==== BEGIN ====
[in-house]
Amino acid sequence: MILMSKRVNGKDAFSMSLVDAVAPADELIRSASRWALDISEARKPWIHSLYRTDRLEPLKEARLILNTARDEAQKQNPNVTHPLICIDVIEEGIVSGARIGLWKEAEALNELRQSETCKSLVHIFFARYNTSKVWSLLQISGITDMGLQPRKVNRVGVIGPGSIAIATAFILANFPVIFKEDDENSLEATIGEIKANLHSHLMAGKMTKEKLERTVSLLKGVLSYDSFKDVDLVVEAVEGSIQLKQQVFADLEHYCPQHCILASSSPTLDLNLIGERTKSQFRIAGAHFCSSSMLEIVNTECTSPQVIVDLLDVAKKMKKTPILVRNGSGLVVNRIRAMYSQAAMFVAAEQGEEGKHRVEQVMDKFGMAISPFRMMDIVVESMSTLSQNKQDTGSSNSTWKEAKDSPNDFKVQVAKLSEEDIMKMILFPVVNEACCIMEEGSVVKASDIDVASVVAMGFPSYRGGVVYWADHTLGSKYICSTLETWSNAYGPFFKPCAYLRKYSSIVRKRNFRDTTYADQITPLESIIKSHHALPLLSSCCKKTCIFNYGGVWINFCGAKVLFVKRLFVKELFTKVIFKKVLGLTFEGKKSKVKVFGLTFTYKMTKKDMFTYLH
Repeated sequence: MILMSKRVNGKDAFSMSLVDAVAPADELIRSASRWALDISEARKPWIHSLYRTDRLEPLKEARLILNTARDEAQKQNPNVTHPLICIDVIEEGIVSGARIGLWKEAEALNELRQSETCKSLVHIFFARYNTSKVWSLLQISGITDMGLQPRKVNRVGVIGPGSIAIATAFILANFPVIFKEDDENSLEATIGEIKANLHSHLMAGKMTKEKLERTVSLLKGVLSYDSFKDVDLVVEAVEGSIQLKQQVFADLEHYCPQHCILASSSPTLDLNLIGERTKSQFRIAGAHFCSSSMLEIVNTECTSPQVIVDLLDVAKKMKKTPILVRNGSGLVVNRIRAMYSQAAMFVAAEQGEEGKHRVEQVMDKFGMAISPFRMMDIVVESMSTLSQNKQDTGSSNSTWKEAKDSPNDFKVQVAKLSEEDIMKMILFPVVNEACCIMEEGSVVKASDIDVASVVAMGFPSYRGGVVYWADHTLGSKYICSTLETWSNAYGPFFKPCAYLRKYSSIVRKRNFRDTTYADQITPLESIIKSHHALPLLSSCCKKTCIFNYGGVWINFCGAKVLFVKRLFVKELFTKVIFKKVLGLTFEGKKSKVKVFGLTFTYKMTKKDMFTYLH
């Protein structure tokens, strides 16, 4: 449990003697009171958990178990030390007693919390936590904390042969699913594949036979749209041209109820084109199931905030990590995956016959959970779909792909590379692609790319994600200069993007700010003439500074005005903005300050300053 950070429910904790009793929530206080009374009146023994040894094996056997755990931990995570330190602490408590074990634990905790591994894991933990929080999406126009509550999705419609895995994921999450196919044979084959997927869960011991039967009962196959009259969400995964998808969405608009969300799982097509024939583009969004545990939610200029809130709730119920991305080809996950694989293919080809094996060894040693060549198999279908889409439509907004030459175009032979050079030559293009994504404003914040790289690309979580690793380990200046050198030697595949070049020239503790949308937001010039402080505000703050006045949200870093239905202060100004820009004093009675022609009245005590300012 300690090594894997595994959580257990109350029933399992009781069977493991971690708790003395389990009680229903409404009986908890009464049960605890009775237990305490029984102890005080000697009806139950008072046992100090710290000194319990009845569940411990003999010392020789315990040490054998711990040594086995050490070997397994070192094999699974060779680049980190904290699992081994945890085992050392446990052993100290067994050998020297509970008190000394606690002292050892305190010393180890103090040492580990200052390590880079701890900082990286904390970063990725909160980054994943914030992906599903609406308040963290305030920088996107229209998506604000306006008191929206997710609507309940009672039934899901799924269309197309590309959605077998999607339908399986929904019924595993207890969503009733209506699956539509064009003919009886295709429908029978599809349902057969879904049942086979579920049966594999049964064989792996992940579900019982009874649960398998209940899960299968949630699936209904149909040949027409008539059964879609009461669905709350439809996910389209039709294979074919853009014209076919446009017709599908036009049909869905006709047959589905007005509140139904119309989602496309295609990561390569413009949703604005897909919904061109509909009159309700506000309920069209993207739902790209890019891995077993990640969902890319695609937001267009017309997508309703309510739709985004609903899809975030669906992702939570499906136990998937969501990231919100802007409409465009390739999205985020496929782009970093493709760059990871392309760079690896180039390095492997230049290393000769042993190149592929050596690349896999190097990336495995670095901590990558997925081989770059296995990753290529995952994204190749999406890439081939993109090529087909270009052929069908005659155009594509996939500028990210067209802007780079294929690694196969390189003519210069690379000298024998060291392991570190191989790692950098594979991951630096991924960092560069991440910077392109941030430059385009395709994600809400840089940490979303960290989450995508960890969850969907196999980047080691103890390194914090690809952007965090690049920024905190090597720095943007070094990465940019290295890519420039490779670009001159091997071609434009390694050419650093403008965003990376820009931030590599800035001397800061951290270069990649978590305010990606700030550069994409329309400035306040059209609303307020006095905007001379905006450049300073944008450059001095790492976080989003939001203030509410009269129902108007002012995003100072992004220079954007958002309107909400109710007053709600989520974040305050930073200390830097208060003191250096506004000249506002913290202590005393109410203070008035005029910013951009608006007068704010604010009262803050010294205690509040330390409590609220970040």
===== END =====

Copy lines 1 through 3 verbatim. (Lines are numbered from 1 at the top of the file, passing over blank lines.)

[in-house]
Amino acid sequence: MILMSKRVNGKDAFSMSLVDAVAPADELIRSASRWALDISEARKPWIHSLYRTDRLEPLKEARLILNTARDEAQKQNPNVTHPLICIDVIEEGIVSGARIGLWKEAEALNELRQSETCKSLVHIFFARYNTSKVWSLLQISGITDMGLQPRKVNRVGVIGPGSIAIATAFILANFPVIFKEDDENSLEATIGEIKANLHSHLMAGKMTKEKLERTVSLLKGVLSYDSFKDVDLVVEAVEGSIQLKQQVFADLEHYCPQHCILASSSPTLDLNLIGERTKSQFRIAGAHFCSSSMLEIVNTECTSPQVIVDLLDVAKKMKKTPILVRNGSGLVVNRIRAMYSQAAMFVAAEQGEEGKHRVEQVMDKFGMAISPFRMMDIVVESMSTLSQNKQDTGSSNSTWKEAKDSPNDFKVQVAKLSEEDIMKMILFPVVNEACCIMEEGSVVKASDIDVASVVAMGFPSYRGGVVYWADHTLGSKYICSTLETWSNAYGPFFKPCAYLRKYSSIVRKRNFRDTTYADQITPLESIIKSHHALPLLSSCCKKTCIFNYGGVWINFCGAKVLFVKRLFVKELFTKVIFKKVLGLTFEGKKSKVKVFGLTFTYKMTKKDMFTYLH
Repeated sequence: MILMSKRVNGKDAFSMSLVDAVAPADELIRSASRWALDISEARKPWIHSLYRTDRLEPLKEARLILNTARDEAQKQNPNVTHPLICIDVIEEGIVSGARIGLWKEAEALNELRQSETCKSLVHIFFARYNTSKVWSLLQISGITDMGLQPRKVNRVGVIGPGSIAIATAFILANFPVIFKEDDENSLEATIGEIKANLHSHLMAGKMTKEKLERTVSLLKGVLSYDSFKDVDLVVEAVEGSIQLKQQVFADLEHYCPQHCILASSSPTLDLNLIGERTKSQFRIAGAHFCSSSMLEIVNTECTSPQVIVDLLDVAKKMKKTPILVRNGSGLVVNRIRAMYSQAAMFVAAEQGEEGKHRVEQVMDKFGMAISPFRMMDIVVESMSTLSQNKQDTGSSNSTWKEAKDSPNDFKVQVAKLSEEDIMKMILFPVVNEACCIMEEGSVVKASDIDVASVVAMGFPSYRGGVVYWADHTLGSKYICSTLETWSNAYGPFFKPCAYLRKYSSIVRKRNFRDTTYADQITPLESIIKSHHALPLLSSCCKKTCIFNYGGVWINFCGAKVLFVKRLFVKELFTKVIFKKVLGLTFEGKKSKVKVFGLTFTYKMTKKDMFTYLH